In theological terms, we say that Christ doesn’t depart in the Ascension—or rather, he does, but only so that he can be more fully present with all of Creation.  While he was incarnate on earth, he was bound in time and space, but after the ascension, he was no longer so limited, and so could be present to all people in the same instant.  The spirit of Christ could accompany Peter as he taught, Thomas as he traveled, Mary as she preached—everyone all at once.  And us, as we gather here.

Instead of relying on an external Christ to magically save them, the Ascension pushed the disciples to rely on the spirit of Christ aiding them internally for guidance and strength. It pushed them to do the work that Christ had been preparing them for during his ministry, and to realize all they were capable of.  To claim their roles as co-laborers with God in this world.

Because really, we can’t rely on idols.  Idols, as the Psalms are always telling us, will disappoint us every time.  No matter what.  Idols won’t save us—no matter how well-intentioned.  If we want the world to be a more just place, we have to change.  If we want oppression to cease, we need to work on that.  If we want to see more love, more mercy, more forgiveness in our world, we need to start cultivating these within our own lives.

The Holy Spirit, present in our midst, empowers us to seek and do the will of God, even when its difficult, even when we aren’t sure how to begin.  It is the Holy Spirit that shifts us from gazing longly at the sky, wishing for another idol to rest our hopes on, to moving forward, ready to embrace the life and work that Christ calls us to.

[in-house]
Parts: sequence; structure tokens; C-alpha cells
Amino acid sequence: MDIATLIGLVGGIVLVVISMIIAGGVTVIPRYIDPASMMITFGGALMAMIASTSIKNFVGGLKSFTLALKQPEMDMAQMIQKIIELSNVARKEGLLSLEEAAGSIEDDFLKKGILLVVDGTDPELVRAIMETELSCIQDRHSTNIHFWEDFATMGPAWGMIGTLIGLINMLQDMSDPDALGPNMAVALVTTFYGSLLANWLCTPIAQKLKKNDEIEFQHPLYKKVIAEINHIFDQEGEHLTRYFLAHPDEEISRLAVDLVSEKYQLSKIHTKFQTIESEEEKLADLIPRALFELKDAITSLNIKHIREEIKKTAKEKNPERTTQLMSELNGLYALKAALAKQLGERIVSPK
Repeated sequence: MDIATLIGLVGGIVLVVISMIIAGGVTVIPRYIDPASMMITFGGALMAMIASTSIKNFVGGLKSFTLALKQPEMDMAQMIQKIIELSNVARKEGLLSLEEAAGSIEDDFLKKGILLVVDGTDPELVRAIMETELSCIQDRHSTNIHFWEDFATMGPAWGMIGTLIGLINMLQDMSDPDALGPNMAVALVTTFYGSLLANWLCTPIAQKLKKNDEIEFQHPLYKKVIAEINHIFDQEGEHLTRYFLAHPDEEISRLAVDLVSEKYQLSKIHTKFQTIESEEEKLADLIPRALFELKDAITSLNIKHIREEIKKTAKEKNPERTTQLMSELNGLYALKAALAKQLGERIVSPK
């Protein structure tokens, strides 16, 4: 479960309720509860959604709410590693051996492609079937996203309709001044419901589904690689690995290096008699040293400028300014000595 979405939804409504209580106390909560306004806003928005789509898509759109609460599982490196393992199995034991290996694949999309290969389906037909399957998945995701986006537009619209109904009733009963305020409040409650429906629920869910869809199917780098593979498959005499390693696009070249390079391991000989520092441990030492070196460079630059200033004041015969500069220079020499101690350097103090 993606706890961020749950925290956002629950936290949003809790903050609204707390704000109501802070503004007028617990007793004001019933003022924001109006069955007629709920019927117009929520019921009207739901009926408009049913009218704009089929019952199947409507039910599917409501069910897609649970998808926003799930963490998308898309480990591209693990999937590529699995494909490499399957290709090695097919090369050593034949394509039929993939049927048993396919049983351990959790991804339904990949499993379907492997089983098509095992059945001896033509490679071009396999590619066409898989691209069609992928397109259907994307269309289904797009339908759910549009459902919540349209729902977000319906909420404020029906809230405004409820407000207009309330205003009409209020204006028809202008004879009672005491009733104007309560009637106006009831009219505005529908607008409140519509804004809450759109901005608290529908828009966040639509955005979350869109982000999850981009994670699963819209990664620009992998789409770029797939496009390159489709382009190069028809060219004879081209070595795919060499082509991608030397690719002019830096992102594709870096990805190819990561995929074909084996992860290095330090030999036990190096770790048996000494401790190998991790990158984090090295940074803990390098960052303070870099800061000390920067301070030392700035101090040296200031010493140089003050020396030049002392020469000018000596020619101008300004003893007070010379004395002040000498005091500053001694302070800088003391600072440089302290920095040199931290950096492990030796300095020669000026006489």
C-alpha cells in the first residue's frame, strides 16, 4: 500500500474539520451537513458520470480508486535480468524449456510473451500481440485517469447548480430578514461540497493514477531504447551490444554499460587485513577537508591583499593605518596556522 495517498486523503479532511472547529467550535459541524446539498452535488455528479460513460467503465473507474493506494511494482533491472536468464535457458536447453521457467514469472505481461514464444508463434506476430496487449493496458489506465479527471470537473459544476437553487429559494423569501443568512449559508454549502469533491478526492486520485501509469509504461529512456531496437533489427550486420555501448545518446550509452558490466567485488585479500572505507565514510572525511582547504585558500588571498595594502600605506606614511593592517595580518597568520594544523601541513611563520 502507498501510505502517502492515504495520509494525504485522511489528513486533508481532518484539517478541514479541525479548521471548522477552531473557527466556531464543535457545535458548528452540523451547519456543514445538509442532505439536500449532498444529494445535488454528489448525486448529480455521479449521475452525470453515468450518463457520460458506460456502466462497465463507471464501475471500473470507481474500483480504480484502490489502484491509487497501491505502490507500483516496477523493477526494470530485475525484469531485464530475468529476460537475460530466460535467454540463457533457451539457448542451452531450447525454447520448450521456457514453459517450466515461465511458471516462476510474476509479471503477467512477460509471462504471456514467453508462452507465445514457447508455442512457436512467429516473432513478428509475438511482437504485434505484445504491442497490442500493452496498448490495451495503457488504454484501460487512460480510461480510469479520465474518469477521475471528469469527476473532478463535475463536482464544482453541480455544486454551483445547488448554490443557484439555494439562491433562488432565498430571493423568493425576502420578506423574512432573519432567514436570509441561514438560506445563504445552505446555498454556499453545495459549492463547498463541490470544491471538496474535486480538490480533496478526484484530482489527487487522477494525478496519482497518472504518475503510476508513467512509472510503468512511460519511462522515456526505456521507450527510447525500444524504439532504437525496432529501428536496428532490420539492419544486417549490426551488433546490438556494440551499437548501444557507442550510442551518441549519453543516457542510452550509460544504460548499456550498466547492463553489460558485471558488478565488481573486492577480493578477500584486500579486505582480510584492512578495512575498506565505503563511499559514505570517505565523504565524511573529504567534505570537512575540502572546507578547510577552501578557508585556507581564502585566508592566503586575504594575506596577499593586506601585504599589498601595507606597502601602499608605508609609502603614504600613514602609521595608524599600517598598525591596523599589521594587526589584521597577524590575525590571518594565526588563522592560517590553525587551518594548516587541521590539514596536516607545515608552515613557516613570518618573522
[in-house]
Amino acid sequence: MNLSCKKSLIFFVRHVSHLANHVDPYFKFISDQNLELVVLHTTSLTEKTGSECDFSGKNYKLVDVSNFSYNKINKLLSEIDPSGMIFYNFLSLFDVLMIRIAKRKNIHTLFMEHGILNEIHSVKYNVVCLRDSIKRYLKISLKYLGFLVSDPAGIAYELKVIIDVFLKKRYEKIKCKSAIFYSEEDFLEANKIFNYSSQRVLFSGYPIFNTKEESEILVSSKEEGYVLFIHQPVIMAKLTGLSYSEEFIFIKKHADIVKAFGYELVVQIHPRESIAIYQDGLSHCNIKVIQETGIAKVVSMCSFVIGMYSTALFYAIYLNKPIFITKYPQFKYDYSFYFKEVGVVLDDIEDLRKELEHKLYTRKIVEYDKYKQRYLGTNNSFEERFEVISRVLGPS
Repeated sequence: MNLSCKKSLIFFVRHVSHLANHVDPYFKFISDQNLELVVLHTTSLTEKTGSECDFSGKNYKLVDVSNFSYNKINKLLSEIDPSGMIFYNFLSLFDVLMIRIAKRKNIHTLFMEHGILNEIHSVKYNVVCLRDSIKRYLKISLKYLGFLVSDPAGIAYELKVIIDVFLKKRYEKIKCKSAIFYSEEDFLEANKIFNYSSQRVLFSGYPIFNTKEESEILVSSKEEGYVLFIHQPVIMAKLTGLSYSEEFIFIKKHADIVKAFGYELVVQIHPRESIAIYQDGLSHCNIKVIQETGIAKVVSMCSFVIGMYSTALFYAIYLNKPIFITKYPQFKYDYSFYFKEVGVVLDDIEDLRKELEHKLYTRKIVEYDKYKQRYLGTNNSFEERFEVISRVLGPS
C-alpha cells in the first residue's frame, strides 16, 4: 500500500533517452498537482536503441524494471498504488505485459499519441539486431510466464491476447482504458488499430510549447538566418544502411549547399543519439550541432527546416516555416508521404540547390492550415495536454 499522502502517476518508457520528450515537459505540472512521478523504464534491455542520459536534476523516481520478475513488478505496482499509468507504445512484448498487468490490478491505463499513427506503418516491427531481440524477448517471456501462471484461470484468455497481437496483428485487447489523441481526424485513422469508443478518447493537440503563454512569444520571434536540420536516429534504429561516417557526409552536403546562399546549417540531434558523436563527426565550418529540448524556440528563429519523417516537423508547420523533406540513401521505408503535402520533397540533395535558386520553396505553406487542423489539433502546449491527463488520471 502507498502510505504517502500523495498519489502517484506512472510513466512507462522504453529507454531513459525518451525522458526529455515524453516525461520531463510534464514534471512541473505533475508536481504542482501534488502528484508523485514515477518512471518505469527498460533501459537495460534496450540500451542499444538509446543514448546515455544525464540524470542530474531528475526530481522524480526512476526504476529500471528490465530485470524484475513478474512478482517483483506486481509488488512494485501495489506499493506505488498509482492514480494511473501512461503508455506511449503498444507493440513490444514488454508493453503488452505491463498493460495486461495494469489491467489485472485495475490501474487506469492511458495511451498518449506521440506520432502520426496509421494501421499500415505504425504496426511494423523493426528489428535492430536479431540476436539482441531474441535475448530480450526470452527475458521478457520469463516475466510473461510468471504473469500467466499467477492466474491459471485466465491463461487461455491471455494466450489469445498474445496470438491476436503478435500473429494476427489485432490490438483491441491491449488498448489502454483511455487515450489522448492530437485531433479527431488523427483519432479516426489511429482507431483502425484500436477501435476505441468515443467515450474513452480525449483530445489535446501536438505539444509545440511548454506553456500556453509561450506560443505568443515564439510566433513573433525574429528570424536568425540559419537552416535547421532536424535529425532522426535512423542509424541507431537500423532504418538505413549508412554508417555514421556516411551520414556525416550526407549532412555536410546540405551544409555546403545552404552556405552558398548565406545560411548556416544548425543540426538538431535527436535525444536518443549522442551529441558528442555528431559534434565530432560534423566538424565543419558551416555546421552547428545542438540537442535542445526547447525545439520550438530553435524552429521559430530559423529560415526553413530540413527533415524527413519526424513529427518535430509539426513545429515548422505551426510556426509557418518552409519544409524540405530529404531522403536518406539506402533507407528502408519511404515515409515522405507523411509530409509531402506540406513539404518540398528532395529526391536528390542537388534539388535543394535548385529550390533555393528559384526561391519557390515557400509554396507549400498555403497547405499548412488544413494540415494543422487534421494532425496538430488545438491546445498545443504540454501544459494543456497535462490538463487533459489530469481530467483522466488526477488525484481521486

Happy happy, joy joy

I did NOT decide to preach a sermon on the joy of Christ because I recently got engaged. (While I am really happy, I’d argue that the immediate inundation of “YOU MUST PLAN YOUR WEDDING THE FOLLOWING WAY” ads on all social media platforms really cuts down on the experience a bit.) I decided to do it because I am again indebted to D. Mark Davis’ lectionary/linguistic blog Left Behind and Loving It. In the post, he asks what the joy of Christ might look like, which got me thinking.  I’ve talked before about how I usually steer clear of commentaries, because they tend to overshadow how I hear the text with their own opinions and framing.  This blog just posits questions alongside the Koine text, which I find infinitely more helpful as a place to start a sermon.

Here’s what I said.

Rev. Megan L. Castellan

May 6, 2018

Easter 6

John 15:9-17

One of the side-effects of beginning your ordained career at a younger age than the average priest, is that you spend quite a lot of time in meetings with people trying to figure out how to speak the language of “Kids These Days.”  This is fascinating for a number of reasons, among them, the assumption that an entire generation has ever been of the same mind about anything, and also—that a person who felt called to enter the priesthood as a teenager would make a particularly good spokesperson for said generation.   I went to seminary at age 21!  I am not the most typical of young people!  

And yet, here we are.  In one of those meetings, I can recall sitting with my college students when I was a chaplain, and being surprised to hear adults in the room congratulate them for attending service.  “I can’t believe you come to church! Next time, we’ll make sure to reward you with lunch afterwards.” One said.  Another made some mention of college students not coming to Holy Week services, because “that’s just too much for them” and probably too boring.”